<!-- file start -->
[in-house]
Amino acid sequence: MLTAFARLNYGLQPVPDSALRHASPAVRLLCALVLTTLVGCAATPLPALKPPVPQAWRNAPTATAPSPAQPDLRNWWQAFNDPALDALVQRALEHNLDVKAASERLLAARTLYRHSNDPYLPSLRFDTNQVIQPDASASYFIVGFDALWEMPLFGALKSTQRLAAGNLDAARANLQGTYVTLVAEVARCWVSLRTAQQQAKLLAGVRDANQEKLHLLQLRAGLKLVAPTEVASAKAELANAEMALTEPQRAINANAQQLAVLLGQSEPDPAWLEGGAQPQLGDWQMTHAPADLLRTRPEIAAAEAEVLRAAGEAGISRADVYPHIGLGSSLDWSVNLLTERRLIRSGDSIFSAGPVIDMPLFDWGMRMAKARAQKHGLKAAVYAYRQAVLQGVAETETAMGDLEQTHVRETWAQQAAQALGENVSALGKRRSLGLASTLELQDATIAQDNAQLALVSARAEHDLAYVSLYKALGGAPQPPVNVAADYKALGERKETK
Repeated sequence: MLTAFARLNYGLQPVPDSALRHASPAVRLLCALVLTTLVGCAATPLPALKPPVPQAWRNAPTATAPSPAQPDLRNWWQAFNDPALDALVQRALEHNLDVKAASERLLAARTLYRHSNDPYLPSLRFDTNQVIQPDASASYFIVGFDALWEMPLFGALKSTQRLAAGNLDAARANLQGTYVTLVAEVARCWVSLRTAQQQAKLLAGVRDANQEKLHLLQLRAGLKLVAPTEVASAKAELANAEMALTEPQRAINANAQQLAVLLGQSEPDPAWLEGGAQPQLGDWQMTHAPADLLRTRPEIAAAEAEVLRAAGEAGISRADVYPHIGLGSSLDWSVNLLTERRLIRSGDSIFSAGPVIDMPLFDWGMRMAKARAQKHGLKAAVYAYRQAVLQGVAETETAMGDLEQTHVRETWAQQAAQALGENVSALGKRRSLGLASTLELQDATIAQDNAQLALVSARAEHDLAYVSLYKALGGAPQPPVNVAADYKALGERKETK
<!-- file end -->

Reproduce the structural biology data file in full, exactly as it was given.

[in-house]
Amino acid sequence: MLTAFARLNYGLQPVPDSALRHASPAVRLLCALVLTTLVGCAATPLPALKPPVPQAWRNAPTATAPSPAQPDLRNWWQAFNDPALDALVQRALEHNLDVKAASERLLAARTLYRHSNDPYLPSLRFDTNQVIQPDASASYFIVGFDALWEMPLFGALKSTQRLAAGNLDAARANLQGTYVTLVAEVARCWVSLRTAQQQAKLLAGVRDANQEKLHLLQLRAGLKLVAPTEVASAKAELANAEMALTEPQRAINANAQQLAVLLGQSEPDPAWLEGGAQPQLGDWQMTHAPADLLRTRPEIAAAEAEVLRAAGEAGISRADVYPHIGLGSSLDWSVNLLTERRLIRSGDSIFSAGPVIDMPLFDWGMRMAKARAQKHGLKAAVYAYRQAVLQGVAETETAMGDLEQTHVRETWAQQAAQALGENVSALGKRRSLGLASTLELQDATIAQDNAQLALVSARAEHDLAYVSLYKALGGAPQPPVNVAADYKALGERKETK
Repeated sequence: MLTAFARLNYGLQPVPDSALRHASPAVRLLCALVLTTLVGCAATPLPALKPPVPQAWRNAPTATAPSPAQPDLRNWWQAFNDPALDALVQRALEHNLDVKAASERLLAARTLYRHSNDPYLPSLRFDTNQVIQPDASASYFIVGFDALWEMPLFGALKSTQRLAAGNLDAARANLQGTYVTLVAEVARCWVSLRTAQQQAKLLAGVRDANQEKLHLLQLRAGLKLVAPTEVASAKAELANAEMALTEPQRAINANAQQLAVLLGQSEPDPAWLEGGAQPQLGDWQMTHAPADLLRTRPEIAAAEAEVLRAAGEAGISRADVYPHIGLGSSLDWSVNLLTERRLIRSGDSIFSAGPVIDMPLFDWGMRMAKARAQKHGLKAAVYAYRQAVLQGVAETETAMGDLEQTHVRETWAQQAAQALGENVSALGKRRSLGLASTLELQDATIAQDNAQLALVSARAEHDLAYVSLYKALGGAPQPPVNVAADYKALGERKETK